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I am writing an SSRS report in which my client wants the report header to contain the criteria on which the report is based (actually, this is the report variables, such as date).

I tried to do this with textboxes, but can't seem to position the textboxes in such a way that upon export to excel there aren't crazy cell merges.

I also tried to do this with a table in the report body, but got the variable added to each line of the report.

I don't see a position property, as if I was working in just a web form, but am at a loss as to what to do. Any suggestions? Thanks!

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2 Answers 2

up vote 1 down vote accepted

Cell merges are a fact of life when exporting to Excel unfortunately, that's how the report rendering engine tries to maintain fidelity with the original report design. The best way to minimise this is to ensure the edges of the report elements align with each other as much as possible, so that the renderer can align the report without having to merge cells.

What you are doing by putting textboxes in the report header to display the value of selected report parameters is a good approach that is commonly used, so keep experimenting with the layout to get it to align correctly.

If you can describe what is happening when you export the report in a bit more detail I might be able to offer some more advice.

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Thanks for your help Nathan! This is pretty much what I had come to expect, but just wanted to verify what I thought I already knew. –  Jerry C Nov 1 '12 at 12:48
To help avoid cell merges, pick a grid size, say .25 inch, for your report and make sure every element starts on an appropriate multiple and has an even multiple for size. –  Jamie F Nov 1 '12 at 15:22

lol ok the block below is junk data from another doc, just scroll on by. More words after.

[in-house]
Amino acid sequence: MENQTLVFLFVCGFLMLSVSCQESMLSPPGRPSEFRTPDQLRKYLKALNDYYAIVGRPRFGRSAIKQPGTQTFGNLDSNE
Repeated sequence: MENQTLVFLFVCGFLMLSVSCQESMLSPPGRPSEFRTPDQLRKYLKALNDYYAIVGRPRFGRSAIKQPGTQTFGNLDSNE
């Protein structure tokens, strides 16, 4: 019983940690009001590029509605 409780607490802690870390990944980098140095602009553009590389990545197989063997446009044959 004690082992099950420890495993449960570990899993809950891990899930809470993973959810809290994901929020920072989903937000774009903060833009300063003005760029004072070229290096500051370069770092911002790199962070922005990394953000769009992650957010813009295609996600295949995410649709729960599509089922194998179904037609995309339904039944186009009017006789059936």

In my reports, I add an additional table at the end of the report and assign a page break before the tablix. In the large, single-cell table, I write sentences using quoted text, built-in fields, and parameter values to list all of the parameter information. I label the Name of the Tablix "Parameters" so when the report is downloaded, all of the parameter data goes with it in a nice, non-invasive format. When troubleshooting reports this has proved very valuable.

Here's an example:

=Globals!ReportName + " run by " + User!UserID + " on " + FormatDateTime(Globals!ExecutionTime, DateFormat.ShortDate) + ". " + vbcrlf + "Parameters: " + "Program ("+Parameters!BusinessEntityID.Label+ "), Deliverable Status Code (" + Join(Parameters!DeliverableStatusCode.Label, ", ") + "), Science Area (" + Parameters!ScienceAreaID.Label + "), Thrust Area (" + Parameters!ThrustAreaID.Label + "), Center (" + Parameters!CenterID.Label + ") " + IIF(Parameters!TaskActiveFrom.Value is Nothing, "", ", Tasks Active between "+ FormatDateTime(Parameters!TaskActiveFrom.Label, DateFormat.ShortDate) + " and " + FormatDateTime(Parameters!TaskActiveTo.Label, DateFormat.ShortDate)) +IIF(Parameters!TaskStartFrom.Value is Nothing, "", ", Tasks Started between " + FormatDateTime(Parameters!TaskStartFrom.Label, DateFormat.ShortDate) + " and " + FormatDateTime(Parameters!TaskStartTo.Label, Dateformat.ShortDate)) + IIF(Parameters!DeliverablePlannedFrom.Value is NOTHING, "", ", Deliverable Due Date between " + FormatDateTime(Parameters!DeliverablePlannedFrom.Label, Dateformat.ShortDate) + " and " + FormatDateTime(Parameters!DeliverablePlannedTo.Label, Dateformat.ShortDate)) + IIF(Parameters!DeliverableExtendedFrom.Value is Nothing, "", ", Deliverable Revised Due Date between " + FormatDateTime(Parameters!DeliverableExtendedFrom.Label, Dateformat.ShortDate) + " and " + FormatDateTime(Parameters!DeliverableExtendedTo.Label, Dateformat.ShortDate)) + IIF(Parameters!PublicationReceivedDateFrom.Value is NOTHING, "", ", Publication Received Date between " + FormatDateTime(Parameters!PublicationReceivedDateFrom.Label, Dateformat.ShortDate) + " and " + FormatDateTime(Parameters!PublicationReceivedDateFrom.Label, Dateformat.ShortDate))

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